The products query from the Saleor API returns a paginated collection. Once we receive the query result, we also have the data to ask for the next elements in that collection. In order to keep track of the position in the collection, we need a pointer, commonly known as a cursor. The query result must provide such a cursor in the response once it returns so that we can ask for another subset of data.

It's not a good idea to keep this information within the entity itself as it's unrelated to the business model. For that, we introduce a layer of indirection. In GraphQL, this layer is usually known as edges.

Let us now go through the process of adding pagination to our storefront.

  1. Adapt the query for fetching products so that it can be paginated. Open the graphql/queries/ProductFilterByName.graphql file and update its contents with the changes below:
# graphql/queries/ProductFilterByName.graphql
query ProductFilterByName(
  $filter: ProductFilterInput!
  $sortBy: ProductOrder
$after: String
) { products( first: 4 channel: "default-channel" filter: $filter sortBy: $sortBy
after: $after
) { edges { node { id name thumbnail { url } category { name } } }
pageInfo {
} }

We are not only returning the product node, but also the totalCount and pageInfo with hasNextPage / hasPreviousPage helpers to check if there are elements after and before the current collection subset along with startCursor / endCursor that uniquely identify the current subset of product collection.

Additionally, the products query has the after argument that takes the value of startCursor and endCursor as input.

  1. Run the generate script in your Terminal or have it run in the watch mode, as described in the previous sections.

  2. Update the ProductCollection component by adding the pagination as a Fetch More button.

// components/ProductCollection.tsx
import React from "react";

import { Product, useProductFilterByNameQuery } from "@/saleor/api";
import { Pagination, ProductElement } from "@/components";

const styles = {
  grid: "grid gap-4 grid-cols-4",

export const ProductCollection = () => {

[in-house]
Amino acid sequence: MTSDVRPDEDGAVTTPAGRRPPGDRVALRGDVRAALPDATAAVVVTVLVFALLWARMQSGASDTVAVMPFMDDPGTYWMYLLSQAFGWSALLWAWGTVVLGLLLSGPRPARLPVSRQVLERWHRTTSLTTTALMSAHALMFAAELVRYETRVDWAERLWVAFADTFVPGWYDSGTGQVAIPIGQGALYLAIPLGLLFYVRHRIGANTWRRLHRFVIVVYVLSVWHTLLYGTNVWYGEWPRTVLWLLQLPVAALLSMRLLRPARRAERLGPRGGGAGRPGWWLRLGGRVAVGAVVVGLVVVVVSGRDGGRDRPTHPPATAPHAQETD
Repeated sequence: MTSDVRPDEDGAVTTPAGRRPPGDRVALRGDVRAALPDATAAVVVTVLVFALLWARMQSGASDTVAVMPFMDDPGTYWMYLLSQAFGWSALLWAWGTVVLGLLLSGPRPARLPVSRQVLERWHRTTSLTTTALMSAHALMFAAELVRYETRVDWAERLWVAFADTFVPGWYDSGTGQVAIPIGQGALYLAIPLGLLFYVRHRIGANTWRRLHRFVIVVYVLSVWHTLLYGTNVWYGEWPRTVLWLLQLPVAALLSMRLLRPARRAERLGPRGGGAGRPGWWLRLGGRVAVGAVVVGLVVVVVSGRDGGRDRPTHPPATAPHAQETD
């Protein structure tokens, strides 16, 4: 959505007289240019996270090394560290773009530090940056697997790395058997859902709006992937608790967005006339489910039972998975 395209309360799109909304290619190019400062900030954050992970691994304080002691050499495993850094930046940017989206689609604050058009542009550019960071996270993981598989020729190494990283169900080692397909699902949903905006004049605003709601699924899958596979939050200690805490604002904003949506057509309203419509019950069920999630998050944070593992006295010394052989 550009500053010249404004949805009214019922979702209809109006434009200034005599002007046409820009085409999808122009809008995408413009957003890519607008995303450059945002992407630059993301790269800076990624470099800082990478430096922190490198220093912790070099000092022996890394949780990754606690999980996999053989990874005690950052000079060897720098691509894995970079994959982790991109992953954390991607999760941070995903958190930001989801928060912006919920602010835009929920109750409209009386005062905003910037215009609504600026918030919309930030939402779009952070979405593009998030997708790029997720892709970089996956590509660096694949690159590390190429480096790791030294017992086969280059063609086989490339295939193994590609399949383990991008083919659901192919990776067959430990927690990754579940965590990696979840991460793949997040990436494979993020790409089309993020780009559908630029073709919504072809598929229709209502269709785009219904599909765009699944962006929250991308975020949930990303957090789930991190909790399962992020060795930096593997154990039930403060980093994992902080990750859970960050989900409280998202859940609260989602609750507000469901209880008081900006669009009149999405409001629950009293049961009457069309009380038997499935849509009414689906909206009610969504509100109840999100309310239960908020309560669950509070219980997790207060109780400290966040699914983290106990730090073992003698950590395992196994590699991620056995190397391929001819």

const { loading, error, data, fetchMore } = useProductFilterByNameQuery({
    variables: {
      filter: {},

  if (loading) return <p>Loading...</p>;
  if (error) return <p>Error</p>;

  if (data) {
    const products = data.products?.edges || [];
    const pageInfo = data.products?.pageInfo;
    const totalCount = data.products?.totalCount;

    const onLoadMore = () => {
        variables: {
          after: pageInfo?.endCursor,

    return (
        <ul role="list" className={styles.grid}>
          {products?.length > 0 &&
  { node }) => (
              <ProductElement key={} {...(node as Product)} />
        {pageInfo?.hasNextPage && (
            totalCount={totalCount || NaN}

  return null;

There are a couple of changes here. First of all, we add the Pagination component that is responsible for displaying the Fetch More button and handling the request for more data in the product collection. Then, we use Apollo's fetchMore helper method to construct the onClick event handler. This helper accepts the same variables as the auto-generated React Hook itself. As we request the next elements in the collection, we set the after argument to the end cursor (the last element) in the current subset of the product collection. Finally, we conditionally display the Pagination component depending on the value of pageInfo.hasNextPage.

The Pagination component is straightforward. We have a button with the passed in handler attached to the onClick event along with the information about the current count and total count.

  1. In the components folder create a new file called Pagination.tsx and copy/paste the code below:
// components/Pagination.tsx
import React from "react";

const styles = {
  nav: "my-8 flex justify-center flex-col items-center",
  info: "text-sm text-gray-500 mt-2",

interface Props {
  onLoadMore: () => void;
  totalCount: number;
  itemCount: number;

export const Pagination = ({ onLoadMore, itemCount, totalCount }: Props) => {
  return (
    <nav className={styles.nav}>
      <a onClick={onLoadMore} className="button">
        Load More
      {itemCount && totalCount && (
        <div className={}>
          {itemCount} out of {totalCount}
  1. Export the Pagination component from components/index.ts:
// components/index.ts
export { ProductCollection } from './ProductCollection';
export { Layout } from './Layout';
export { ProductElement } from './ProductElement';
export { Pagination } from './Pagination';
  1. Lastly, we must define the type policy for the products query. In pages/_app.tsx while defining the Apollo client instance, we communicate to the Apollo cache that the products query has the Relay style pagination. Open _app.tsx file and update its contents with the changes below:
// pages/_app.tsx
import type { AppProps } from 'next/app'
import { ApolloProvider, ApolloClient, InMemoryCache } from '@apollo/client';
import { relayStylePagination } from "@apollo/client/utilities";
import '../styles/globals.css'; const client = new ApolloClient({ uri: "", cache: new InMemoryCache({
typePolicies: {
Query: {
fields: {
products: relayStylePagination([]),
}), }); export default function MyApp({ Component, pageProps }: AppProps) { return ( <ApolloProvider client={client}> <Component {...pageProps} /> </ApolloProvider> ) }

We end up with the following page that displays four products along with the button to fetch more; once the button is clicked, four more products will be displayed:

Products Pagination.
Products Pagination.

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